Synergy between advanced sensors as well as related connectors and cable assemblies is opening new avenues of growth and profit for the interconnect industry.
Electronic sensors are popping up everywhere, and this technology is expected to proliferate logarithmically over the next few years. Sensors act as the eyes and ears of electronic equipment. They are the bridge between conditions in the physical world and electronic systems that can use this input to analyze and take desired actions.
There are literally hundreds of sensor types that are designed to detect or measure everything from temperature to geographic location. They serve critical roles that range from detecting smoke or carbon dioxide in residential smoke alarms to identifying incoming ballistic missiles.
The universe of electronic sensors can be categorized into a series of general types:
- Binary sensors that detect a specific event, such as fire or water
- Quantitative measurement within an established range, such as liquid levels
- Thermal sensors
- Optical sensors
- Electric sensors
- Magnetic sensors
- Position sensors
- Data-reading sensors, such as RFID
- Meter-reading sensors
- Material composition sensors
- Weather sensors
- Specific chemical or gas sensors
Sensors utilize a variety of technologies, including infrared, magnetic, radiation gravity detection, piezoelectric, acoustics, and ultrasonics. They are fabricated using materials as simple as bi-metallic strips and can be as complex as the entire class of sensors that utilizes advanced micromechanical manufacturing technologies.
The Internet of Things will depend on a host of standard and advanced sensors of all types and will represent a huge market for sensors. Video cameras now installed on most urban street intersections as well as the Internet-linked sensors that detect occupants and control room temperature are only the first wave of sensors that will become even more pervasive in the next few years.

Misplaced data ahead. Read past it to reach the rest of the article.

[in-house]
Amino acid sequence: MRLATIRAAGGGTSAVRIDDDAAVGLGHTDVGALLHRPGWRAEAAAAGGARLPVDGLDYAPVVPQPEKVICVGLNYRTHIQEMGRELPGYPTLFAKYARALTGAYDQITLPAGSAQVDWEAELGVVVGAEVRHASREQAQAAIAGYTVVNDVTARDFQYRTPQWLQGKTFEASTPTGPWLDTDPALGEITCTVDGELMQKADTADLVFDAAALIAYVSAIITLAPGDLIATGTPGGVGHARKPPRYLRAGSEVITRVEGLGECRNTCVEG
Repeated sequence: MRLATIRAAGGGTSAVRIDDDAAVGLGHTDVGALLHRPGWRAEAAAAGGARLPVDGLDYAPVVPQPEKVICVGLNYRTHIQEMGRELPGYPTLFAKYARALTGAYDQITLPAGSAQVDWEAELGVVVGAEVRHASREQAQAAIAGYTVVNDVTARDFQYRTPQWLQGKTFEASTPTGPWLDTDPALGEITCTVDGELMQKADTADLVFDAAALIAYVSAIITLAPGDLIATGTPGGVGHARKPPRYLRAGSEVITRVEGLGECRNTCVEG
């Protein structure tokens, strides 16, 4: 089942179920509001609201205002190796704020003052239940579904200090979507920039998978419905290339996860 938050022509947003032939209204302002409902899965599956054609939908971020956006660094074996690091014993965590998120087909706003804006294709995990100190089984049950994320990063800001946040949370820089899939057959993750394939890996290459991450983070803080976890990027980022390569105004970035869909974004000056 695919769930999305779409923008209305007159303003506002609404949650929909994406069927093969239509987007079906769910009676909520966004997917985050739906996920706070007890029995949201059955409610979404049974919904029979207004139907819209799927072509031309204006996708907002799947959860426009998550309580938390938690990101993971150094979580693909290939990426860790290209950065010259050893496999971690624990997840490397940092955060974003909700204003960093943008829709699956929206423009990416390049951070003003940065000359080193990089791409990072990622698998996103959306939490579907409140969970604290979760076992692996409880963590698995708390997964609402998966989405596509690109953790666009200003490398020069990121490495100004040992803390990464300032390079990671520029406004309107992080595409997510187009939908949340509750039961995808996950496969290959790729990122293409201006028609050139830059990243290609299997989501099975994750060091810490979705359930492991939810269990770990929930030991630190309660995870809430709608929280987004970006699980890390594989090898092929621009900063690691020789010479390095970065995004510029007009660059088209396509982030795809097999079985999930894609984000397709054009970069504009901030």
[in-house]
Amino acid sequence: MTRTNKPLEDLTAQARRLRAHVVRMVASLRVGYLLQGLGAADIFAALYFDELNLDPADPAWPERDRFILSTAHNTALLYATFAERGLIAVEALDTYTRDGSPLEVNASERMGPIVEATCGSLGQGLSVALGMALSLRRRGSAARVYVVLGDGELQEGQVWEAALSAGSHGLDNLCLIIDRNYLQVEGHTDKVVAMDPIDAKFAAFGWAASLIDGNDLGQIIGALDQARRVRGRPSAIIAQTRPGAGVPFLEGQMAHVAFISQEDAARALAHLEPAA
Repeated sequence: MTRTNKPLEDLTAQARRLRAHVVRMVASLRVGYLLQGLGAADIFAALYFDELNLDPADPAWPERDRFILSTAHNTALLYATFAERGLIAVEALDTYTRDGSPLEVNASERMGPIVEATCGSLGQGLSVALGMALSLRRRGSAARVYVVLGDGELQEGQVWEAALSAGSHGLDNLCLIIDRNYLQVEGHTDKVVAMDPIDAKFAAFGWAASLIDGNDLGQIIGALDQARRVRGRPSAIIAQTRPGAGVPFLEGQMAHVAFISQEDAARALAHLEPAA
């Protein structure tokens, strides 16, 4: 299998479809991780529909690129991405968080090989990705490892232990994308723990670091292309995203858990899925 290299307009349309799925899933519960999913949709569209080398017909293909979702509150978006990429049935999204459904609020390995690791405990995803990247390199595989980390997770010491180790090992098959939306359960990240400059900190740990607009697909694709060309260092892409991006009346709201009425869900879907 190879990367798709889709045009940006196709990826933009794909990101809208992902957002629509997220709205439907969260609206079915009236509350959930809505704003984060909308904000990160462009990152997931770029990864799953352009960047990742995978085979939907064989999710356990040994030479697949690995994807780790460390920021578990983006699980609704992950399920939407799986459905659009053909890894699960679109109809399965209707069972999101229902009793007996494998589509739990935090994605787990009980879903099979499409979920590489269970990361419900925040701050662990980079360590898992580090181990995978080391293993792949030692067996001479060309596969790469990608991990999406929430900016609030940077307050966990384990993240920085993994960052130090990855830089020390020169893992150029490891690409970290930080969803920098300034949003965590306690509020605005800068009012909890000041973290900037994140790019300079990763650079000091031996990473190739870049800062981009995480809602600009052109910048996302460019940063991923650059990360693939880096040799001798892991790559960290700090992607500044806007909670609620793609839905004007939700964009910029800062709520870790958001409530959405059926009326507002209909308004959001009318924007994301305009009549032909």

Today’s cars contain dozens of sensors that will grow in number to enable the next generation of driver-assist functions. Embedded sensors automatically adjust air and fuel to optimize each cycle of the combustion process, while others warn of low tire pressure. Future autonomous vehicles will be studded with internal and external sensors that will detect and enable communications with traffic control devices as well as other cars. Sensors can also be a source of frustration, as that pesky “check engine” light is often the result of a malfunctioning sensor. One forecast puts automotive sensor usage at 10 billion devices per year by 2020.
Low-cost sensors are typically used in a variety of consumer applications, while other more sophisticated sensors have been adapted to the specific requirements of individual industries, including medical, industrial control, transportation, military, avionics, as well as oil and gas exploration. Sensors used in medical equipment, for instance, must be accurate and withstand multiple sterilizations, while those in military must be rugged and reliable in harsh environments.